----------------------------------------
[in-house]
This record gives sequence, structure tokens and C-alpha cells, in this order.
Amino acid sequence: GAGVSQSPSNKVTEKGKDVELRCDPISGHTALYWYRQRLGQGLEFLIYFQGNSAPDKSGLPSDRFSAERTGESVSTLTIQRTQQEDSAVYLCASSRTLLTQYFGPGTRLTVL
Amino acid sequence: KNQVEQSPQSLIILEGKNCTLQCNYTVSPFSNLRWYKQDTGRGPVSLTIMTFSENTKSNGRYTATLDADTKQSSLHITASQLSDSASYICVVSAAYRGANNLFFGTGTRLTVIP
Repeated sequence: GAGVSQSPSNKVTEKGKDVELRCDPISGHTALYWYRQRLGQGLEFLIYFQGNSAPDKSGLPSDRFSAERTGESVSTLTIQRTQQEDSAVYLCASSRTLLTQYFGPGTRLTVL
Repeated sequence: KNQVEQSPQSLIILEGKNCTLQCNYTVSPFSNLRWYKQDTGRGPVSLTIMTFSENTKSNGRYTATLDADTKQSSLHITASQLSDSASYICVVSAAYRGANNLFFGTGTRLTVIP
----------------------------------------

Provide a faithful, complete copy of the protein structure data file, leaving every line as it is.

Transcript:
[in-house]
This record gives sequence, structure tokens and C-alpha cells, in this order.
Amino acid sequence: GAGVSQSPSNKVTEKGKDVELRCDPISGHTALYWYRQRLGQGLEFLIYFQGNSAPDKSGLPSDRFSAERTGESVSTLTIQRTQQEDSAVYLCASSRTLLTQYFGPGTRLTVL
Amino acid sequence: KNQVEQSPQSLIILEGKNCTLQCNYTVSPFSNLRWYKQDTGRGPVSLTIMTFSENTKSNGRYTATLDADTKQSSLHITASQLSDSASYICVVSAAYRGANNLFFGTGTRLTVIP
Repeated sequence: GAGVSQSPSNKVTEKGKDVELRCDPISGHTALYWYRQRLGQGLEFLIYFQGNSAPDKSGLPSDRFSAERTGESVSTLTIQRTQQEDSAVYLCASSRTLLTQYFGPGTRLTVL
Repeated sequence: KNQVEQSPQSLIILEGKNCTLQCNYTVSPFSNLRWYKQDTGRGPVSLTIMTFSENTKSNGRYTATLDADTKQSSLHITASQLSDSASYICVVSAAYRGANNLFFGTGTRLTVIP